By Charles Sercombe
In a move that is rare on city council, a city councilmember almost faced being censured for comments he made.
At Tuesday’s council meeting, Councilmember Anam Miah presented a resolution to censure Councilmember Ian Perrotta over what Miah alleged were “bigoted” comments made.
(Editor’s note: Ian Perrotta is a copy editor with The Review.)
However, Miah withdrew that resolution just before the meeting. After the meeting he told The Review that he had discussed the issue with Perrotta right before the meeting and that Perrotta “said he understood his mistake and would make a public apology.”
Still, the proposal and discussion it stirred up seemed to have the same effect as an actual vote on the matter.
Local media outlets covered the meeting and the public fallout.
Miah slammed Perrotta for blaming immigrants for the city’s trash problem in an interview with news radio, WWJ 950 AM.
“Councilman Perrotta’s bigoted comments relied upon and furthered harmful and hurtful stereotypes about European and Western cultural superiority over many of the immigrant cultures represented by members of this Council and the broader community,” the resolution said.
The censure did not call for any further action other than “Councilman Ian Perrotta is admonished to guard against making such biased and impertinent remarks in the future.”
Perrotta has vigorously denied he blamed immigrants for the city’s trash woes.
He has said on his Facebook page that his comments in an interview with a WWJ news reporter were taken out of context and also the report left out comments that qualified what he had to say.
The report quoted Perrotta saying the city’s trash problem “comes from the fact that some of our immigrant population comes from areas where regular trash collection and sanitation is not available, or not a priority.”
Perrotta then went on to say:
“The previous iterations of the immigrant population were more Europeans who maybe came from places that had similar methods of sanitation. The current wave of immigrants is primarily from Yemen and Bangladesh.”
After the report aired, Perrotta immediately defended his comments after some accused him of unfairly blaming immigrants.
“The statements I gave to the reporter were highly edited and taken out of context and do not reflect the true intention of what I said,” Perrotta said.
He went on to say: “I took pains to qualify my statements and point out that what I was saying was not to disparage any group in any way, and was in fact the same sentiments that were held by many of Hamtramck’s youth, several of whom – including Bengalis and Yemenis – presented at a Youth Town Hall meeting about issues that they believed impacted the city.”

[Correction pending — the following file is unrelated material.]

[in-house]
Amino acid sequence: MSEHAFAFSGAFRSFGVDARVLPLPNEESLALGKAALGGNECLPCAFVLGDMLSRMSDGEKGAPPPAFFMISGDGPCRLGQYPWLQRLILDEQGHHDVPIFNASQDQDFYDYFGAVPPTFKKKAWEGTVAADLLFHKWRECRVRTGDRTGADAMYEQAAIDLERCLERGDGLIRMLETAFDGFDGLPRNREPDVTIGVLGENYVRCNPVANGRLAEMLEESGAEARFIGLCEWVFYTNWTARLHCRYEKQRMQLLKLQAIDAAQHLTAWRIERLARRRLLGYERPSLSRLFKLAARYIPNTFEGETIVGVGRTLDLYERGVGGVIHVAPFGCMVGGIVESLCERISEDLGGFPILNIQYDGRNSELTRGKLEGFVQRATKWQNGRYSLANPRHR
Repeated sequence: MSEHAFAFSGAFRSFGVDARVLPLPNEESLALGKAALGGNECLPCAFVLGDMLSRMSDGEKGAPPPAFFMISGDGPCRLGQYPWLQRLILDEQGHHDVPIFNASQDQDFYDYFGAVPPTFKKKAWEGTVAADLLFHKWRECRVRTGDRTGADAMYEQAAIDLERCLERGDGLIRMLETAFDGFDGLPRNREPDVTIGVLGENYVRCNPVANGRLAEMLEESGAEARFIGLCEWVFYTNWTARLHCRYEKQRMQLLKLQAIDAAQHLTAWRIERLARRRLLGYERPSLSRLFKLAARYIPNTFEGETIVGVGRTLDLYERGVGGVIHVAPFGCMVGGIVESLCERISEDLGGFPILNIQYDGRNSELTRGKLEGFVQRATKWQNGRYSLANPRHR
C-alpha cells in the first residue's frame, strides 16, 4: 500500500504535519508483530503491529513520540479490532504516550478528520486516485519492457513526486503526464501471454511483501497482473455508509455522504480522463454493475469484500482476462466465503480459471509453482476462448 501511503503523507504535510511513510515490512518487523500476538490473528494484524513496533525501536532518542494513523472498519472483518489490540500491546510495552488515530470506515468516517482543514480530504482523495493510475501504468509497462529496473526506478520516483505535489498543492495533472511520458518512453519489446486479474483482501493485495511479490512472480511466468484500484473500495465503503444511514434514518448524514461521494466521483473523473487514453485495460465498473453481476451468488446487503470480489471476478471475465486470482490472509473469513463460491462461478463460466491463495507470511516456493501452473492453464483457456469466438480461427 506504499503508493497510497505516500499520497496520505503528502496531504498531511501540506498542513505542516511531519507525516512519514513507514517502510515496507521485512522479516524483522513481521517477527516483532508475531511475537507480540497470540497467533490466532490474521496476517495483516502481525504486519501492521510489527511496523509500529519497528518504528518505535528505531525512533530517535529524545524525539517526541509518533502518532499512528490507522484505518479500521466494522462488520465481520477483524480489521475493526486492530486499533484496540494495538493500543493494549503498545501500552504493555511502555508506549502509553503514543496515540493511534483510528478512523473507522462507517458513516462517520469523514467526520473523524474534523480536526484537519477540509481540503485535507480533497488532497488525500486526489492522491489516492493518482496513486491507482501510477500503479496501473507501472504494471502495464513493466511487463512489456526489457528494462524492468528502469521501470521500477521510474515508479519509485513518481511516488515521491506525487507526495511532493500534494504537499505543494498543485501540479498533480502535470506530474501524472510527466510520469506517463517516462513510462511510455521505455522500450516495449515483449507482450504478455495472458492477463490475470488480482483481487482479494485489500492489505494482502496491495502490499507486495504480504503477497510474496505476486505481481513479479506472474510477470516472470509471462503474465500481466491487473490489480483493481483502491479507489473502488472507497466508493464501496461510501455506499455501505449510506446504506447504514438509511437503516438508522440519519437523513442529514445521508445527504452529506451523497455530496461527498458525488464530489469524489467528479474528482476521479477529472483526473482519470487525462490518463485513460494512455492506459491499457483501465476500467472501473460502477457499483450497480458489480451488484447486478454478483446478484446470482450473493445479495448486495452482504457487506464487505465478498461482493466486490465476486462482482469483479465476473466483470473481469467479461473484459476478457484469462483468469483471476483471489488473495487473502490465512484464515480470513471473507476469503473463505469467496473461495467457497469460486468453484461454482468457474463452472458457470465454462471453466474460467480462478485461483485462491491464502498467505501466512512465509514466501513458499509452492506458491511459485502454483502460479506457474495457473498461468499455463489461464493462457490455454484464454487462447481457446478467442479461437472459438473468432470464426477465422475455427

As for the censure, Perrotta said on his Facebook page that it was Miah’s attempt to sway voters in the November election, where Perrotta is seeking re-election.
“… It is obviously a political move designed to take advantage of the WWJ report in an attempt to discredit me in the City Council race in an effort to consolidate power after the upcoming election.
“More egregiously, I believe this is also retaliation against me for speaking out against Councilman Miah earlier this year during the often contentious discussions centered around the city manager. Because there is an incredibly flimsy basis from which he builds his resolution against me, it can be rightfully assumed that this attempt at censure has a deeper and more personal origin. If this is the case, then Mr. Miah is using his position in a public office to settle a private score, and that is absolutely reprehensible.”
Many on Facebook came to Perrotta’s defense, including Ibrahim Aljahim, a community organizer and activist, who said:
“Please councilmembers worry about the services of the city and how to help us move forward. Don’t waste our taxpayers money on your personal agendas.”
Others, however, scolded Perrotta. Bill Meyer, a local activist, said he listened to the radio interview and didn’t think Perrotta was misquoted. Instead, he said Perrotta has a tendency to say “foolish things.”
“You’ve got foot in the mouth disease,” Meyer said.
The practice of a public body issuing a censure, according to an ethics guide published by the Michigan Municipal League, is usually reserved for when a public official violates a rule or procedure.
The city council is a member of the MML.
If an official continues to violate the public body’s rules, a censure is considered “a last resort step,” according to the guidelines.
It’s not clear if the city council has ever issued a censure in the past. But some who remember the interactions of councilmembers in the 1990s say there might have been threats of censures.
Hamtramck politics at that time were often combative, and at times even physical. The ongoing chaos eventually led to the state appointing an emergency manager to take over after the council failed to agree on a budget for two years in a row.
A new city charter followed, which placed control of the city mostly in the hands of a city manager, instead of a shared power between the mayor and the council.
The new charter greatly defused the political battles – until recently.